Tips to stay healthy may be misleading


    By Kimberly McLean

    According to researchers, snifflers and sneezers can stop overdosing on vitamin C to cope with their colds and cold-weather worriers can stop bundling.

    Many widely accepted health facts have little or no scientific basis.

    Jorma Kirsi, a biology professor at Utah Valley State College, said colds are actually not caused by cold weather or dampness.

    “Colds are infections that are caused by viruses,” Kirsi said. “They are mostly passed on from virus-infected hands, not from [cold weather] exposure.”

    Kirsi said the best way to avoid contracting the common cold is to avoid shaking hands with those feeling under the weather and to wash hands often to keep form spreading or catching the viruses. Luckily, cold viruses rarely jump through the air.

    The vitamin C remedial theory caught on after Nobel Prize winning scientist Linus Pauling published his 1970 book claiming that large dosages of the vitamin prevent or hasten recovery from the common cold.

    Intermountain Health Care physician James Clark said the theory is just a myth and has not been proven.

    “When given either a placebo or vitamin C in research conducted, patients recovered at the same rate,” Clark said.

    Although vitamin C taken in moderation is beneficial, large doses of vitamin C can actually promote the development of renal stones.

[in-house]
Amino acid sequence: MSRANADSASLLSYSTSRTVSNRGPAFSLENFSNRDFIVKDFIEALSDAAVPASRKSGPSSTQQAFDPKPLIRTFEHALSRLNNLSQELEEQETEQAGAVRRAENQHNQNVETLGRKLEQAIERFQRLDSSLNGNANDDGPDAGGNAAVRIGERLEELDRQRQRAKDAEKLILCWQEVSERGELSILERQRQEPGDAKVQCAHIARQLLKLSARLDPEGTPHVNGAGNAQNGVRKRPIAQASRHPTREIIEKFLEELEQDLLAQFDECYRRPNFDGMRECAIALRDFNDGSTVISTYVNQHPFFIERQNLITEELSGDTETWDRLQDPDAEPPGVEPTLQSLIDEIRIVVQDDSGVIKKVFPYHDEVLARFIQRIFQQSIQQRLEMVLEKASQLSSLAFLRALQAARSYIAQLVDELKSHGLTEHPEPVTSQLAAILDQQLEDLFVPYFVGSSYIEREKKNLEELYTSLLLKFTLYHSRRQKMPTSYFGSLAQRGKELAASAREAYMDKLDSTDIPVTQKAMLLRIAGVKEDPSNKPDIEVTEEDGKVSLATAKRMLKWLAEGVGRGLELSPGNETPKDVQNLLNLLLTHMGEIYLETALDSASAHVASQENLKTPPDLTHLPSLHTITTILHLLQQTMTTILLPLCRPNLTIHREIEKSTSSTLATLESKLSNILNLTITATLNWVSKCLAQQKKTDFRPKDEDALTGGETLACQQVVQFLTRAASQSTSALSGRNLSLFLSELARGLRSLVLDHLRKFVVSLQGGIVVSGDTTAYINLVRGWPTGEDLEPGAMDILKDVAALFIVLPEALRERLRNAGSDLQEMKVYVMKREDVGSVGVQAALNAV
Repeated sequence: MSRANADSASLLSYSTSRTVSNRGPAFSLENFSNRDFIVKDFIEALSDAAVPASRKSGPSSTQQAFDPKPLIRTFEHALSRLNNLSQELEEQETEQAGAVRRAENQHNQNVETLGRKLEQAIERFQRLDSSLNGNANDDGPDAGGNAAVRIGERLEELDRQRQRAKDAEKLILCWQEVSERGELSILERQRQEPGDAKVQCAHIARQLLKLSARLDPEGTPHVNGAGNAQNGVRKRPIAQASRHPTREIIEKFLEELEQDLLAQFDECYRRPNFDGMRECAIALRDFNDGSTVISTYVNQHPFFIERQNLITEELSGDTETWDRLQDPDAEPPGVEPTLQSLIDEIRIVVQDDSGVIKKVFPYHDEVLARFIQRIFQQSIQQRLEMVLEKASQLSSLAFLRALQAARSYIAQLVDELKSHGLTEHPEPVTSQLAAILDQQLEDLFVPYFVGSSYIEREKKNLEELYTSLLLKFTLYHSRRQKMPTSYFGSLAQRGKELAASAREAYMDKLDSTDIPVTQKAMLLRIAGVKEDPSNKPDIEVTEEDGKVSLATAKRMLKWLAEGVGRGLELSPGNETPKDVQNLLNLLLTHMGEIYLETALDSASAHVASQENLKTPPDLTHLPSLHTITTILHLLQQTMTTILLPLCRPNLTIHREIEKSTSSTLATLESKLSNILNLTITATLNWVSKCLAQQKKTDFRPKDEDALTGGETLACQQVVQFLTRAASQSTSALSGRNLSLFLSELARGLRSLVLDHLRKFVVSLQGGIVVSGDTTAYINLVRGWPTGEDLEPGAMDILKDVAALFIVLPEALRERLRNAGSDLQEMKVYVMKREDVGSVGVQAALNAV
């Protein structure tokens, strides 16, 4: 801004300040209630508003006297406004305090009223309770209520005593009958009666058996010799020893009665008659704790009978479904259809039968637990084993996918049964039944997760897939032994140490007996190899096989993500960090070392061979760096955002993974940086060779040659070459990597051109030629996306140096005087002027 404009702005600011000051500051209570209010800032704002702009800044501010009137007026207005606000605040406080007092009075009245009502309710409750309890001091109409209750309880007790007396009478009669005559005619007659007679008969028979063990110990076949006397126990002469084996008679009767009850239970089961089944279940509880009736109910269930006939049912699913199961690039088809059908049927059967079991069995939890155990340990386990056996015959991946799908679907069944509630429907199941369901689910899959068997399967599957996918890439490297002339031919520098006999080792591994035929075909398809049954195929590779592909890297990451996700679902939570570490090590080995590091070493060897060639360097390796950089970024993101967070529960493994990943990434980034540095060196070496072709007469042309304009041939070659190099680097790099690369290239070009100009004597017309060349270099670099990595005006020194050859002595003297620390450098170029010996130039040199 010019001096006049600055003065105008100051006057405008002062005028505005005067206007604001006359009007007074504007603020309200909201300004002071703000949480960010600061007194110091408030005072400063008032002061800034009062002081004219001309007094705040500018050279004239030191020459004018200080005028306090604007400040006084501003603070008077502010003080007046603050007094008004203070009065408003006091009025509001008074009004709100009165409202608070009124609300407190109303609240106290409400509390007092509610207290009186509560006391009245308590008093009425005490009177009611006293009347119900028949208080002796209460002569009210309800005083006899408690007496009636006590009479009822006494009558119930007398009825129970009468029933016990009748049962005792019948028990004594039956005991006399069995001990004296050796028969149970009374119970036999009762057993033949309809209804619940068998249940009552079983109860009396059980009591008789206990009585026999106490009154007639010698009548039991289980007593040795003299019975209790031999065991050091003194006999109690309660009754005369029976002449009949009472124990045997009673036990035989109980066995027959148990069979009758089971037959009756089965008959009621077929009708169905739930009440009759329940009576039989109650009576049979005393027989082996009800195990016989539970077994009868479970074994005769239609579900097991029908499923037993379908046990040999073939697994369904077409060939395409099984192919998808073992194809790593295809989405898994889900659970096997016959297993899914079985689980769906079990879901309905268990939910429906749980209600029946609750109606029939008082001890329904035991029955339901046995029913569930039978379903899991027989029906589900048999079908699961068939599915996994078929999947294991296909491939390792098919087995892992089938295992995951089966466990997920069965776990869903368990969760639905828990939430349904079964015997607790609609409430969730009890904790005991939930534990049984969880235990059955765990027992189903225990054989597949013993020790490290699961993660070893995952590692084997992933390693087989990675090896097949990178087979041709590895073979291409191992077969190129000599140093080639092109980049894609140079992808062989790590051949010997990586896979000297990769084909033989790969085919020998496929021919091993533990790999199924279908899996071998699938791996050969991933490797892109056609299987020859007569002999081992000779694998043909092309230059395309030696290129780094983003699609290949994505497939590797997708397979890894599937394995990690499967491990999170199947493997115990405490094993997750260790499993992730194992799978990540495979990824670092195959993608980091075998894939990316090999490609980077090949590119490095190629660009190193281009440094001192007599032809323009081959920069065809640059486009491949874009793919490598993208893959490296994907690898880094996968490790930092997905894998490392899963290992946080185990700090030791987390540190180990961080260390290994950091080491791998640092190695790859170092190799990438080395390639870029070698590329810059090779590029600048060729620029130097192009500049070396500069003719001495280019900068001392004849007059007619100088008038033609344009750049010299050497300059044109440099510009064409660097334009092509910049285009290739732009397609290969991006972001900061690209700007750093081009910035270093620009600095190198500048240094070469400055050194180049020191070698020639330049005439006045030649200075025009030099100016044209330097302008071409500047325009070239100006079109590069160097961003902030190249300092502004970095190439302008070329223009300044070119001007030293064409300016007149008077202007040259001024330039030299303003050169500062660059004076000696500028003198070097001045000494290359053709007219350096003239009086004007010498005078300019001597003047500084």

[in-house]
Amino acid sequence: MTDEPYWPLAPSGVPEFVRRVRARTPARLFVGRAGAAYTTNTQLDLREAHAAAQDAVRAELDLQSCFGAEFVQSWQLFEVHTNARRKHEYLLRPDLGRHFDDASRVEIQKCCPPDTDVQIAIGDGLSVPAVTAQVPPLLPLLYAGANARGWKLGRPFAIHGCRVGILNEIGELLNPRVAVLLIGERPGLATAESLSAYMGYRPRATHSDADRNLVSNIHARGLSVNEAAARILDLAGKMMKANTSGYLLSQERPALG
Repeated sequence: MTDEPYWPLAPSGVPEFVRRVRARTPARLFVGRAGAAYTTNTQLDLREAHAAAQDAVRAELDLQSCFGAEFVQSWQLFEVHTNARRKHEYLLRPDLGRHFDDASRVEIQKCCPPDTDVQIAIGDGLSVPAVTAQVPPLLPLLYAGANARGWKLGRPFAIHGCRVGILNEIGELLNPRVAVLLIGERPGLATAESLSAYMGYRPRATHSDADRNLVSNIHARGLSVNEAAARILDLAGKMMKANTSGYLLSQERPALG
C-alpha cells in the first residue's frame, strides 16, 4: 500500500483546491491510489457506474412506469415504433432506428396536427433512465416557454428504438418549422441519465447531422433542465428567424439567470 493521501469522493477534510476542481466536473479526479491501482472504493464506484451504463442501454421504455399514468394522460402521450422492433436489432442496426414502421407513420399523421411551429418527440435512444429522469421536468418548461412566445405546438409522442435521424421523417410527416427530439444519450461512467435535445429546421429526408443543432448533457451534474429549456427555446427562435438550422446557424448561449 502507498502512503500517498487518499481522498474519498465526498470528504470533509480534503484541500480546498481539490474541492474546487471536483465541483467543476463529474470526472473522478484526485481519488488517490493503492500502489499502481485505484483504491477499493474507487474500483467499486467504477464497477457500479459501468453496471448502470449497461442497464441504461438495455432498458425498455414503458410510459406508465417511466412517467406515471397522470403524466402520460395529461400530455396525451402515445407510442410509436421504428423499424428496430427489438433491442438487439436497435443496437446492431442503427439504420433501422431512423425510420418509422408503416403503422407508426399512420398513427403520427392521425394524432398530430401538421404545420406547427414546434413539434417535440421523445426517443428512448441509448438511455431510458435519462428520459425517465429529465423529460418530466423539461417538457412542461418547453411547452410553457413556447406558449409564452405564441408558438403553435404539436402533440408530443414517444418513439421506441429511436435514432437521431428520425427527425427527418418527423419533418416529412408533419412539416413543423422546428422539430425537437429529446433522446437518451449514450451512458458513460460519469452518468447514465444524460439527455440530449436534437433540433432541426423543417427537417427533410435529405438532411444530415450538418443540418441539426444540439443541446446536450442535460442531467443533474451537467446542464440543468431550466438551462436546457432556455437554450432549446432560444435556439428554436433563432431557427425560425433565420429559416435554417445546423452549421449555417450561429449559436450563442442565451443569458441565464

Health-related wives tales don”t just turn up from anywhere though. Lance Madigan, Utah County Health Department spokesman, said many of these homespun remedies and rumors began through word of mouth and misconstrued public health notices.

    “There are a million and one supposed ways to get rid of warts, for example,” he said. “But Aunt Fifi”s homemade wart remedy doesn”t necessarily exist or work for that matter.”

    Madigan warns the public to be careful before substituting hearsay for authentic advice from a qualified physician.

    Other health gossip, such as cancer-promoting plastics and HIV needle-spreading hoaxes, principally stem from bored e-mail pranksters and misinformed activists with good intentions.

    Rita Jorgensen, spokeswoman for the Centers of Disease Control and Prevention in Atlanta, said CDC receives dozens of inquiries as to the validity of pass along e-mail health warnings and reports on a daily basis.

    “The majority of these claims are false,” she said. “People should be wary of superstitious-sounding notices that are from unverified sources, but stay on their guard nonetheless.”

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